Who says modern and rustic styles can’t be blended? This elegant conversion by Elmo Swart, an architect, photographer and designer based in Cape Town, South Africa, takes traditional thatched roofing and organic shapes and contrasts them with lots of glazing and sleek minimalist interiors.
The architect began with a modest hut, which now forms the core of the renovated home. The curved addition comes a beautifully contrasting extension, reaching out into the adjacent forest environs.
Elmo Swart Architects started with a simple gesture – a single arcing steel-framed plane that wraps up the outside of the building, clad partly in permeable bamboo where it forms a lofted outdoor deck. This extension seems to embrace the more conventional part of the house from behind, one end telescoping out to gaze at the gorgeous views. Outside, it also hangs over the edge of a partly-underground driveway terminus, cantilevered to both conceal and protect cars parked outdoors below its floors.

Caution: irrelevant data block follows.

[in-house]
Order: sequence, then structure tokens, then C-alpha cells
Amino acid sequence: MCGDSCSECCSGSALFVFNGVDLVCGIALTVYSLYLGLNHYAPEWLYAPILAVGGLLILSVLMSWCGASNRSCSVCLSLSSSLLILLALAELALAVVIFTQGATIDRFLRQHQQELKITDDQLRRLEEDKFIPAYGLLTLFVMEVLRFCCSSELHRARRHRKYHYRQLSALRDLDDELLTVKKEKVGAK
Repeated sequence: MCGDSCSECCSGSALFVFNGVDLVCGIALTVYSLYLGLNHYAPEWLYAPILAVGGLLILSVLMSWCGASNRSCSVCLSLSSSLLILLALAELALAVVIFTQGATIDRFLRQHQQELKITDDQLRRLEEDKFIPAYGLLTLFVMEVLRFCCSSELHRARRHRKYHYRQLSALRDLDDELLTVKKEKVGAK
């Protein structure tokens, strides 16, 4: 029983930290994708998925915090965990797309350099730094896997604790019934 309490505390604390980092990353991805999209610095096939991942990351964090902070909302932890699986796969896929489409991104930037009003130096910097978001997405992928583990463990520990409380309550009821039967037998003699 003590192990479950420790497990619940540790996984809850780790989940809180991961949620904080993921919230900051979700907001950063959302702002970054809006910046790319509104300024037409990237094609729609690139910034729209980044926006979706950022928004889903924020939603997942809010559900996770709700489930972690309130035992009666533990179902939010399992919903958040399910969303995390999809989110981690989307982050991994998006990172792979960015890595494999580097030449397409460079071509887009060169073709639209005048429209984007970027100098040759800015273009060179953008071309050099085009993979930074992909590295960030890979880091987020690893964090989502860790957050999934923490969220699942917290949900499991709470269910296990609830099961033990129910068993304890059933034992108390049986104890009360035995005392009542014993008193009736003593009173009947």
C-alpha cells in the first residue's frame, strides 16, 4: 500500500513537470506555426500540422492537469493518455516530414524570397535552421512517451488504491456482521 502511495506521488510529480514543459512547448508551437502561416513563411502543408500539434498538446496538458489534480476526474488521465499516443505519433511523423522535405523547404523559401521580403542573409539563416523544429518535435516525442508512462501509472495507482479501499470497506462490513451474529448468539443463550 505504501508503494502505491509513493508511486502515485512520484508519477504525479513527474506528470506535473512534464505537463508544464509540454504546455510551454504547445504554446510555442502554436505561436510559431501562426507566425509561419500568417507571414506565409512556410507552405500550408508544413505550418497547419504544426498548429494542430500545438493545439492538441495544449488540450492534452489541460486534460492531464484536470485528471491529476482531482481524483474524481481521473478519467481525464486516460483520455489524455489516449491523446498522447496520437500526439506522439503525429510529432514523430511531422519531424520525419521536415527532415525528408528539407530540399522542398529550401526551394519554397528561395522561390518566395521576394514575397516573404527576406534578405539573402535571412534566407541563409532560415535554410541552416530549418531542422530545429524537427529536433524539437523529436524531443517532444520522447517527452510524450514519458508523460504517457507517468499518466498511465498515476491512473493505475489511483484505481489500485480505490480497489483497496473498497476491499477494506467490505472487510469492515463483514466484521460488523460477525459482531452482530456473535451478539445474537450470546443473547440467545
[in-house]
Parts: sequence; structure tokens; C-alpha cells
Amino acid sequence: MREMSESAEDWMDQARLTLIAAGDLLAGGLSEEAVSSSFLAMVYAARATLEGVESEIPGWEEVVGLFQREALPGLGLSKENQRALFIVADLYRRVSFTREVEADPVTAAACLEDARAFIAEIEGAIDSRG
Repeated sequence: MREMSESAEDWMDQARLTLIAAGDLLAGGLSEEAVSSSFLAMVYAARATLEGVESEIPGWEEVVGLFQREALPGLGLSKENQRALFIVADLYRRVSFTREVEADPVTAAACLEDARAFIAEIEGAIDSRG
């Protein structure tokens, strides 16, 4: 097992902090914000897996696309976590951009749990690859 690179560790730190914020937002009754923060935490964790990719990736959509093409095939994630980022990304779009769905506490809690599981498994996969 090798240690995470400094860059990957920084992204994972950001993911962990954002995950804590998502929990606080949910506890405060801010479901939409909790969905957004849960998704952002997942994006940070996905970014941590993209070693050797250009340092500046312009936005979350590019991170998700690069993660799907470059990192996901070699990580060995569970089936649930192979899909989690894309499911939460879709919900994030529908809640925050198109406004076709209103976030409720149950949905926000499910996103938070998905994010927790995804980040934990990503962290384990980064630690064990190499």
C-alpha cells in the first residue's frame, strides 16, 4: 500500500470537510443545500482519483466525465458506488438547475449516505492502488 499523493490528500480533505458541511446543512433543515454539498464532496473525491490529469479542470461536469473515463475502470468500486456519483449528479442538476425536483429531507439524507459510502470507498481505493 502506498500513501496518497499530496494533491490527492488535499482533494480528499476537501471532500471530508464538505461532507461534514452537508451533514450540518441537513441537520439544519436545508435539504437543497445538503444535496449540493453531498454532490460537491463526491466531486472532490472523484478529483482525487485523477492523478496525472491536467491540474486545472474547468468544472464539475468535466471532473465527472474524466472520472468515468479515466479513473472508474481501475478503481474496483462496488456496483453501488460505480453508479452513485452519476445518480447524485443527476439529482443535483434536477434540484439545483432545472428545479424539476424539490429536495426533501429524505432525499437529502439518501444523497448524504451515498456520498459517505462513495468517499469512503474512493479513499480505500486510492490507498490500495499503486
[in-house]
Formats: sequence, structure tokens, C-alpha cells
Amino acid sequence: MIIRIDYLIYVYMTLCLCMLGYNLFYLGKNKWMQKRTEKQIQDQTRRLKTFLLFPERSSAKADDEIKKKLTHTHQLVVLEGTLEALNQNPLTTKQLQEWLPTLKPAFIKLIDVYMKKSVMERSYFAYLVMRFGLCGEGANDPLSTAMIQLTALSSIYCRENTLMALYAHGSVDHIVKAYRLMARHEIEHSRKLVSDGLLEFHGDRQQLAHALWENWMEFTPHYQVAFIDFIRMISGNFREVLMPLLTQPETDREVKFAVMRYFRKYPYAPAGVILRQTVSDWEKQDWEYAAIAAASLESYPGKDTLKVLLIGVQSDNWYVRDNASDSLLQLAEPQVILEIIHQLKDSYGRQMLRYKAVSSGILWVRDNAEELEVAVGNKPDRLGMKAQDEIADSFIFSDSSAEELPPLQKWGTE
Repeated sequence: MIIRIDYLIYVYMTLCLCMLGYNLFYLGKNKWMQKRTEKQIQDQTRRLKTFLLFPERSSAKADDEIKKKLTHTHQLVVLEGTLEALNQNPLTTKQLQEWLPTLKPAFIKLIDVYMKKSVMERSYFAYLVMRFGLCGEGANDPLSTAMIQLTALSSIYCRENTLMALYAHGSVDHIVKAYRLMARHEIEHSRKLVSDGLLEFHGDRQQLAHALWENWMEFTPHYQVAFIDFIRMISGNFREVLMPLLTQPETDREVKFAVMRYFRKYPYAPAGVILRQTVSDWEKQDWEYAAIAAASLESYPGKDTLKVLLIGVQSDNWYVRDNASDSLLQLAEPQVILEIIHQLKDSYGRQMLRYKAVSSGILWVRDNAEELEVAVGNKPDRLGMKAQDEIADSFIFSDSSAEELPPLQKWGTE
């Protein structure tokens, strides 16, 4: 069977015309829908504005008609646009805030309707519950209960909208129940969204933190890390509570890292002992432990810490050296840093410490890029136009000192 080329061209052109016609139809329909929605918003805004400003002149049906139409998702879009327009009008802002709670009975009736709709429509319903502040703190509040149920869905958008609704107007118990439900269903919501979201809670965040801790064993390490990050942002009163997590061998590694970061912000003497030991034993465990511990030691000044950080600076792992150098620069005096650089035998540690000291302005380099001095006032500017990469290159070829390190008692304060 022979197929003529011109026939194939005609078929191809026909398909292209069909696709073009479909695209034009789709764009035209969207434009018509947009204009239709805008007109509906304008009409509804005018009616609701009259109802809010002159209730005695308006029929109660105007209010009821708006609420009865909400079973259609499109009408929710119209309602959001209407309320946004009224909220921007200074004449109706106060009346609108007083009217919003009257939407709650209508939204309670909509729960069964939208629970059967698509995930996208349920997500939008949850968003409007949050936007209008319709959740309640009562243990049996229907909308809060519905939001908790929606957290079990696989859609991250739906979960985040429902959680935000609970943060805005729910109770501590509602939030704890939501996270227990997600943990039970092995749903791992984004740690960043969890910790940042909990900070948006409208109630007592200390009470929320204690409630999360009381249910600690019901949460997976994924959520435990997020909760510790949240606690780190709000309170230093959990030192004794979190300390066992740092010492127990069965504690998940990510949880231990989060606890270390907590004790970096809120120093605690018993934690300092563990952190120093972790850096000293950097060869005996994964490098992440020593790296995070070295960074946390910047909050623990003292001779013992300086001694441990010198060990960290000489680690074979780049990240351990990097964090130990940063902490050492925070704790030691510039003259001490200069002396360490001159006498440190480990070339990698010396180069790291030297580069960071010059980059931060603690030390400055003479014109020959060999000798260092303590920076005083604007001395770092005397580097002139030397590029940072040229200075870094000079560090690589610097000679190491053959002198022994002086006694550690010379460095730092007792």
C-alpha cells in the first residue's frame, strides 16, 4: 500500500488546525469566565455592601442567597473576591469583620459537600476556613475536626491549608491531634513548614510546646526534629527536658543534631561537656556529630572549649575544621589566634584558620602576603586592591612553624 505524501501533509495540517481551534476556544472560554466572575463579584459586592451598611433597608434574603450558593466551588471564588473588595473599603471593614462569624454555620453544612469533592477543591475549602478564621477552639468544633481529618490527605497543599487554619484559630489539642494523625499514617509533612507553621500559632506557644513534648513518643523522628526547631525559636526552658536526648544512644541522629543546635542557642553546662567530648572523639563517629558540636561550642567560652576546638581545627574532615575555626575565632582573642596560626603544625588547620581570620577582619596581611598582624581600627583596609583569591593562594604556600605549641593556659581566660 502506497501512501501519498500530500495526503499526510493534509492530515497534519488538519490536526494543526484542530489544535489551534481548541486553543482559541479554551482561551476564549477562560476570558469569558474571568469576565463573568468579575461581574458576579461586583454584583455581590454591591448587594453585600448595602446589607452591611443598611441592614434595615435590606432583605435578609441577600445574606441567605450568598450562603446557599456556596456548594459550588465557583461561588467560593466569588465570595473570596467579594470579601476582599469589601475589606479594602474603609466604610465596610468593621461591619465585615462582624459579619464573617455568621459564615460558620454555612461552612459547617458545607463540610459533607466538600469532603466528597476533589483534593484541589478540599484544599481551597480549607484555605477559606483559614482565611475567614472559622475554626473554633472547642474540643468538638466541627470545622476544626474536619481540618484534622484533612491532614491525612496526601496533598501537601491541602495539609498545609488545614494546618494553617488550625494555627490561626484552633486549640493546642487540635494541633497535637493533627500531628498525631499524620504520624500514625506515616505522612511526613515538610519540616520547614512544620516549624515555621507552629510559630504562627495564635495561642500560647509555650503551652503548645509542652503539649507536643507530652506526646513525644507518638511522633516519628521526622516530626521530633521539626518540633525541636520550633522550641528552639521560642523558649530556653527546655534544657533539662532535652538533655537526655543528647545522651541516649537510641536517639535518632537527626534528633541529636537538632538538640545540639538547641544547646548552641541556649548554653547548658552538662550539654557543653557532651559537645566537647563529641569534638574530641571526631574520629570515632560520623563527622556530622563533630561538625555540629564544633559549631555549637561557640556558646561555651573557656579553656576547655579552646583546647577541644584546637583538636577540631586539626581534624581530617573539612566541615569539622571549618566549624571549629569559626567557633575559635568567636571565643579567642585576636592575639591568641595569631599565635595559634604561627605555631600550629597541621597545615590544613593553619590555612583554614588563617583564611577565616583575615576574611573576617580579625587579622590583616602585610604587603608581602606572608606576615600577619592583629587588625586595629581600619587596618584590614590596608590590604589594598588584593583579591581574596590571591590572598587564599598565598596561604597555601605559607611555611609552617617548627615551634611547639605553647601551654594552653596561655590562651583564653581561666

Local materials inform and soften the stark modern shapes, from packed-earth walls and natural-wood finishes to furniture and furnishings from the old home moved into the new sections. The fluid, C-shaped house is also situated around an existing tree, adding to its organic appeal. Glass balcony edges ensure that the views aren’t interrupted, even from beds tucked into alcoves that feel more like balconies than conventional bedrooms.
Inside, the expanded floor plan includes a pair of new studies, a bedroom and a multipurpose entertainment, art gallery and gathering space. Protected from the sun yet open to the breeze, infused with daylight and delighting in its singular location, ‘Wright Conversion’ is a lovely example of incorporating vernacular architecture of a particular place into modern structures. Too often, we see homogenized architecture erase much of the character, culture and history of a city; this is how you balance a sense of rootedness with the comforts and aesthetics of a contemporary lifestyle.